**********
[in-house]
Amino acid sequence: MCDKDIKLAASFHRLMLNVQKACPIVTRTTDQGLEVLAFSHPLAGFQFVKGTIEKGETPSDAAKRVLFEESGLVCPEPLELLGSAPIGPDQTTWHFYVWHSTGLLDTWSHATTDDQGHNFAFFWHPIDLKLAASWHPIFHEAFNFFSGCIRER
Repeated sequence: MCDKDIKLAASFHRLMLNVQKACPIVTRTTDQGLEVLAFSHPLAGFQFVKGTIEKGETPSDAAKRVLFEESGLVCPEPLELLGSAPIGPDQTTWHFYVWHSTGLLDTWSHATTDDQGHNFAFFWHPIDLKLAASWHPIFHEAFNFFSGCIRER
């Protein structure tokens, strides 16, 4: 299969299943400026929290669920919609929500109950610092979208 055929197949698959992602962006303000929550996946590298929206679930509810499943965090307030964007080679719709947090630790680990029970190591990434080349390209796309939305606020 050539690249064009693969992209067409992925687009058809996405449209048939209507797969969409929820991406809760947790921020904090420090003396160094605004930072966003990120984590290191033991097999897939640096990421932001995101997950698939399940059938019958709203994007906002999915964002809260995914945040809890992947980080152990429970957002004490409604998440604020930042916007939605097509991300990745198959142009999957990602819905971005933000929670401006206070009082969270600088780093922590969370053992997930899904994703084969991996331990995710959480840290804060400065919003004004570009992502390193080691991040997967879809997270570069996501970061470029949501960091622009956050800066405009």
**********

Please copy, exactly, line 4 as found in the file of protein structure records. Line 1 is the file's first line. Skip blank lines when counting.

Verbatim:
């Protein structure tokens, strides 16, 4: 299969299943400026929290669920919609929500109950610092979208 055929197949698959992602962006303000929550996946590298929206679930509810499943965090307030964007080679719709947090630790680990029970190591990434080349390209796309939305606020 050539690249064009693969992209067409992925687009058809996405449209048939209507797969969409929820991406809760947790921020904090420090003396160094605004930072966003990120984590290191033991097999897939640096990421932001995101997950698939399940059938019958709203994007906002999915964002809260995914945040809890992947980080152990429970957002004490409604998440604020930042916007939605097509991300990745198959142009999957990602819905971005933000929670401006206070009082969270600088780093922590969370053992997930899904994703084969991996331990995710959480840290804060400065919003004004570009992502390193080691991040997967879809997270570069996501970061470029949501960091622009956050800066405009």